Every Wednesday around noon, 35 elder gay men meet at to talk about world events, exchange personal news and sometimes even celebrate a birthday. Last week, a chocolate cake was given to Bob Green, who turned 77.
Incorporated in 1980 as the Society for Senior Gay and Lesbian Citizens, Project Rainbow was created to provide a place of acceptance and understanding for gay and lesbian people who found themselves alone and without adequate support in their senior years.
“About half of our participants are from West Hollywood and the other half from surrounding neighborhoods," said Project Rainbow President Pete Englander. "Here, there are no expectations and there is no judgment. We are here for each other in friendship and support. Our motto ["taking care of our own"] says it all.”
The men who come here every week grew up in an era when being gay was considered a terrible thing and gay men and women were often ostracized—not only by society, but by their families, said former President Dick Johnson.
“Older gay folks frequently have no family and have lost many friends to AIDS. The result can be an isolated and lonely life," he said. "Project Rainbow provides a place to socialize on a regular basis.”
Divorced from his wife of 17 years, Johnson, 74, now lives with a partner. A former administrator of academic affairs in the University of Nebraska system, he has two grown children.
“I have a terrific relationship with my children, who know about my life and are fine with it,” said Johnson, his face glowing as he talks about his twin grandsons.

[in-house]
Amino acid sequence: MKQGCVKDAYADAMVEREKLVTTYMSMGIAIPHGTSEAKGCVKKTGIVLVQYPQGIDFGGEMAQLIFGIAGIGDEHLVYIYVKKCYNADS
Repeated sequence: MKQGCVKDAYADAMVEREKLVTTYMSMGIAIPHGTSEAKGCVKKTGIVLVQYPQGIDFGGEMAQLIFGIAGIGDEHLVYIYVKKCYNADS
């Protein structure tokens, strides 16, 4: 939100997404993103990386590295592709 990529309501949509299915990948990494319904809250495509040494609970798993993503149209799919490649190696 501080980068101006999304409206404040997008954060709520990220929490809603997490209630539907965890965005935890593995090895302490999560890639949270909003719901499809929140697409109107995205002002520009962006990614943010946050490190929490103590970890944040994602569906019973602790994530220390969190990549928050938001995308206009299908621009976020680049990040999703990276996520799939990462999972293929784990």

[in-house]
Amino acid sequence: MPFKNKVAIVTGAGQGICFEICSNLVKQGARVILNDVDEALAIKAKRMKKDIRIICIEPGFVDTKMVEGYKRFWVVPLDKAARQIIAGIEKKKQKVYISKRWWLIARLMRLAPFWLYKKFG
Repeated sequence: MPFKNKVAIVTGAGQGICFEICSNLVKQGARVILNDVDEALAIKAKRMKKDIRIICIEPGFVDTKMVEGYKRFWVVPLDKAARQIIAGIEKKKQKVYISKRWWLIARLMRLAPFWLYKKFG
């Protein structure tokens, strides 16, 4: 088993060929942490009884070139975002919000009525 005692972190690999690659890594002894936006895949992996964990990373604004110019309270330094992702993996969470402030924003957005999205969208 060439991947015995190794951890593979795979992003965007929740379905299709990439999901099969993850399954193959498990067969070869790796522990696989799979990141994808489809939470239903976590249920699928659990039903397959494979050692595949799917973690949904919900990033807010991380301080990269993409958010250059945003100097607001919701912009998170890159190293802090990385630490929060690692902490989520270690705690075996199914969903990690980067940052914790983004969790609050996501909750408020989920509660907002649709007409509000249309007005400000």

Although open to everyone, the organization draws predominantly gay men over the age of 50. Because of the anti-gay climate in which they grew up, several of the men have been married and either divorced or widowed.
Bill Storm had been married for more than 42 years when his wife died. Still vital and active, he has enjoyed 101 trips with Elderhostel, an organization that offers travel and study programs for older adults.
When asked about his move from San Luis Obispo after the loss of his wife, he replied, “I live in the gay world now and enjoy spending time with the educated and interesting men in Project Rainbow.”
Harry Ben Cohn, 83, has been attending meetings for two years. “It’s an interesting group of people,” he said, “filled with intelligent people who are eager to share different points of view and learn from each other.”
A nonprofit organization, Project Rainbow received a large endowment during its early years. The accruing interest is used for operating expenses, a biannual luncheon and for donations to nonprofits. There is no cost to belong.
“Because so many of our participants have lost friends to AIDS, we tend to donate money to organizations that are in some way related,” said Englander. Project Angel Food is an example, as is PAWS, which enables seniors and people with AIDS to keep their pets.
If you would like more information about Project Rainbow, visit www.projectrainbowla.org, or call 213-694-1832.